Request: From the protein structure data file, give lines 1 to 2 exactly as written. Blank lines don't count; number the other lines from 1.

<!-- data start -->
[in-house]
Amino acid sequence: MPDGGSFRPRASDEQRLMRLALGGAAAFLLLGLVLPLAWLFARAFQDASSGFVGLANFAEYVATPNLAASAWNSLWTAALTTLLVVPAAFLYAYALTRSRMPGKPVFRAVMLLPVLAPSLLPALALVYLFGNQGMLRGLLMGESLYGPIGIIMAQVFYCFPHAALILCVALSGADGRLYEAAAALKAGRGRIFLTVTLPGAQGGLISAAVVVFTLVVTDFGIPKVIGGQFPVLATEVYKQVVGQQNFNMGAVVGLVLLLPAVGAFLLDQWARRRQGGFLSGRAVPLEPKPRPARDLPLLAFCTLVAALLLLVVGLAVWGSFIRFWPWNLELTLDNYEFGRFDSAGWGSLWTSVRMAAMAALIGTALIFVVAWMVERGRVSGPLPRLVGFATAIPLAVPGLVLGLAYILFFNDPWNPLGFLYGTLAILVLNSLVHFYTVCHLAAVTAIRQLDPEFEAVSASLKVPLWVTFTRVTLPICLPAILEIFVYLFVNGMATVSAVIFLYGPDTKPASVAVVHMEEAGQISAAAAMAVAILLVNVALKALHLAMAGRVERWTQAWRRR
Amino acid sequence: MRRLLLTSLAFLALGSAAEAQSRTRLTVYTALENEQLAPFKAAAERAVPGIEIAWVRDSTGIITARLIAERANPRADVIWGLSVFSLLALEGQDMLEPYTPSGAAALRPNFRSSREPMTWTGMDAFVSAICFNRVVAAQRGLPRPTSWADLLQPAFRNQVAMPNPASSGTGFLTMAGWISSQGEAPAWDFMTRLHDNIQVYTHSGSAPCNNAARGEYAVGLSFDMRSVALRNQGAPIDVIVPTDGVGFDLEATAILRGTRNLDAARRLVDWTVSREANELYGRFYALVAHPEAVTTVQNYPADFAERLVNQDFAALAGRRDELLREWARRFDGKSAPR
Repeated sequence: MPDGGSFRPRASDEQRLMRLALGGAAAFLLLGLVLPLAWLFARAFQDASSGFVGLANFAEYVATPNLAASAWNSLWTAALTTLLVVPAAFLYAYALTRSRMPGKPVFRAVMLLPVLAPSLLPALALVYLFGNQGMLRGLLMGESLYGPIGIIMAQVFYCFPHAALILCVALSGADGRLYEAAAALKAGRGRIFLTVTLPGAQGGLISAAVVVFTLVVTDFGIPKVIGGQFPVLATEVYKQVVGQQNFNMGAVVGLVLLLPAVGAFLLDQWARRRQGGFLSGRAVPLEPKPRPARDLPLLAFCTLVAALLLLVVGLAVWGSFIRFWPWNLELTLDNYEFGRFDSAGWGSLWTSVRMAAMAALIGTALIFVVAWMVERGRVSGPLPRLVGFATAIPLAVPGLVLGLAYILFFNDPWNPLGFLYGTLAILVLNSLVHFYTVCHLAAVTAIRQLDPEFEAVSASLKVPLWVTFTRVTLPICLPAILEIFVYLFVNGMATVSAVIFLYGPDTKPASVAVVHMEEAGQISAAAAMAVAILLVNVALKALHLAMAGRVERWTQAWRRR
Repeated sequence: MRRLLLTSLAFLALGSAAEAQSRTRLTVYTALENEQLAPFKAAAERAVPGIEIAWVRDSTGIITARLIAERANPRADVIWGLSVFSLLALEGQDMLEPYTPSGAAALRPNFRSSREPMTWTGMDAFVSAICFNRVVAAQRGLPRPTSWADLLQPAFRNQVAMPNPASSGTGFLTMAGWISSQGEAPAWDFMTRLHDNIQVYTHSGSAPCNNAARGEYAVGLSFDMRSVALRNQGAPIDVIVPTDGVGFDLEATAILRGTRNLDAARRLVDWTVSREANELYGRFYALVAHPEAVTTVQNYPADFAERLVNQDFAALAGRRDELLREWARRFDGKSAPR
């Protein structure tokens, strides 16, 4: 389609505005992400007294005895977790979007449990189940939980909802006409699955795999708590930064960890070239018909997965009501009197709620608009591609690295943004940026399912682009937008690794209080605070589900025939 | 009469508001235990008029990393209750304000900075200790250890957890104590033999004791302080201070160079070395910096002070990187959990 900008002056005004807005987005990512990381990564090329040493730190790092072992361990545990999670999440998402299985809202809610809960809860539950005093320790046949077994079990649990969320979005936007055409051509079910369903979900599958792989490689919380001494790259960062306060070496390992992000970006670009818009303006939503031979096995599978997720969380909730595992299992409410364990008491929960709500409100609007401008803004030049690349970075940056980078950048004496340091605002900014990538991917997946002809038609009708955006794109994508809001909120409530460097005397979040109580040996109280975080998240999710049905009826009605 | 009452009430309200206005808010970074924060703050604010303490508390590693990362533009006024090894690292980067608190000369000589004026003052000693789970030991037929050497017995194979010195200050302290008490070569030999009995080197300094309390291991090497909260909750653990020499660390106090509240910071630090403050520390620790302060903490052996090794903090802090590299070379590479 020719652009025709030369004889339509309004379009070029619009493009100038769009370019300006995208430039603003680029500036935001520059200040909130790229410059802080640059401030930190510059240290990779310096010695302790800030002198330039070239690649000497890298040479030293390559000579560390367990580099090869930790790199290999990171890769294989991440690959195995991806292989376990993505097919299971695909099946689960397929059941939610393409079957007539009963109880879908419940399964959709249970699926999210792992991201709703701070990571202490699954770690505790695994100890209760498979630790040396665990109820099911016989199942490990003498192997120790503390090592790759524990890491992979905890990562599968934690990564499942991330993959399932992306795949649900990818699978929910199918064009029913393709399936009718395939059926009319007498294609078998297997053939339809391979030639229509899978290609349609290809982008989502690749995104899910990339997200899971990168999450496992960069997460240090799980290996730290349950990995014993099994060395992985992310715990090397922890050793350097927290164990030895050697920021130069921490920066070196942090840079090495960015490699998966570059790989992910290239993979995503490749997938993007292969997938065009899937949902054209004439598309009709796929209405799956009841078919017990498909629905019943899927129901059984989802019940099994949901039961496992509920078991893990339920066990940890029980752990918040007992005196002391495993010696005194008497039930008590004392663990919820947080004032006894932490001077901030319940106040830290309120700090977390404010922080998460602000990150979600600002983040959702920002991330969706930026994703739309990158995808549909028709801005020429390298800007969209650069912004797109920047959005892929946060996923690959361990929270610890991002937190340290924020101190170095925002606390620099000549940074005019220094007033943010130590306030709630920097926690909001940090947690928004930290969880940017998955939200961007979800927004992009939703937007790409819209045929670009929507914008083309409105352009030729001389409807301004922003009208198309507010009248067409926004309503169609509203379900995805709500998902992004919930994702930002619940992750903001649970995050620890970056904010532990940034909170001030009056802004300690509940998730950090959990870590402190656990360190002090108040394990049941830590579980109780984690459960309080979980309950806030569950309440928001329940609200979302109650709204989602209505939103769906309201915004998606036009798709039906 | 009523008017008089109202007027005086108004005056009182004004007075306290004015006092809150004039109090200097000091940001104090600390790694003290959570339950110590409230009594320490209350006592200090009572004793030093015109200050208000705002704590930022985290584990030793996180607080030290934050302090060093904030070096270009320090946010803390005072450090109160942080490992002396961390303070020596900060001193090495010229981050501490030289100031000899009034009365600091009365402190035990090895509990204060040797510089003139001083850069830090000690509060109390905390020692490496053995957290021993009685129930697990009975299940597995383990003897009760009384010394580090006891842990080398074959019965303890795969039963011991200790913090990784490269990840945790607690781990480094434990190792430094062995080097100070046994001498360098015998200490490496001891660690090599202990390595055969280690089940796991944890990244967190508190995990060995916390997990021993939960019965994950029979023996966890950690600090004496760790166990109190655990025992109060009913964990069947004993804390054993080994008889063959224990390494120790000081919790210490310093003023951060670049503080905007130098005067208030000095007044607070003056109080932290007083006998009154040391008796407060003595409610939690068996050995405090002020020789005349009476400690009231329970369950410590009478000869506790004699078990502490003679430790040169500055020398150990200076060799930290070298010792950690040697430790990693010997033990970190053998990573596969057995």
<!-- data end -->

[in-house]
Amino acid sequence: MPDGGSFRPRASDEQRLMRLALGGAAAFLLLGLVLPLAWLFARAFQDASSGFVGLANFAEYVATPNLAASAWNSLWTAALTTLLVVPAAFLYAYALTRSRMPGKPVFRAVMLLPVLAPSLLPALALVYLFGNQGMLRGLLMGESLYGPIGIIMAQVFYCFPHAALILCVALSGADGRLYEAAAALKAGRGRIFLTVTLPGAQGGLISAAVVVFTLVVTDFGIPKVIGGQFPVLATEVYKQVVGQQNFNMGAVVGLVLLLPAVGAFLLDQWARRRQGGFLSGRAVPLEPKPRPARDLPLLAFCTLVAALLLLVVGLAVWGSFIRFWPWNLELTLDNYEFGRFDSAGWGSLWTSVRMAAMAALIGTALIFVVAWMVERGRVSGPLPRLVGFATAIPLAVPGLVLGLAYILFFNDPWNPLGFLYGTLAILVLNSLVHFYTVCHLAAVTAIRQLDPEFEAVSASLKVPLWVTFTRVTLPICLPAILEIFVYLFVNGMATVSAVIFLYGPDTKPASVAVVHMEEAGQISAAAAMAVAILLVNVALKALHLAMAGRVERWTQAWRRR